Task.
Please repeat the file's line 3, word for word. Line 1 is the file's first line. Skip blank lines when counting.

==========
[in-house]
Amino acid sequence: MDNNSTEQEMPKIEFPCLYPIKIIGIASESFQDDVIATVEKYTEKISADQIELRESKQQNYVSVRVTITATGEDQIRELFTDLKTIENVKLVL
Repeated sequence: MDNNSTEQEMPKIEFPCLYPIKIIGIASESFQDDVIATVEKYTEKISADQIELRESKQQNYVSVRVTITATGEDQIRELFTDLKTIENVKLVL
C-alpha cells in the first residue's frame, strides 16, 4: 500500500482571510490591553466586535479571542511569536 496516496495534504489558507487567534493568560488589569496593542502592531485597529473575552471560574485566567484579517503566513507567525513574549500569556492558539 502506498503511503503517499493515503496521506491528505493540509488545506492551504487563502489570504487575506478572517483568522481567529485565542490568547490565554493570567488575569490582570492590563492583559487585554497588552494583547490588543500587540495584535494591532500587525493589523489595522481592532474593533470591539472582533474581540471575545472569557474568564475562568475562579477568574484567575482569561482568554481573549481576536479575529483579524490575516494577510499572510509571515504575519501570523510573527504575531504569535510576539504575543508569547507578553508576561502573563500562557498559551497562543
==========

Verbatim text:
Repeated sequence: MDNNSTEQEMPKIEFPCLYPIKIIGIASESFQDDVIATVEKYTEKISADQIELRESKQQNYVSVRVTITATGEDQIRELFTDLKTIENVKLVL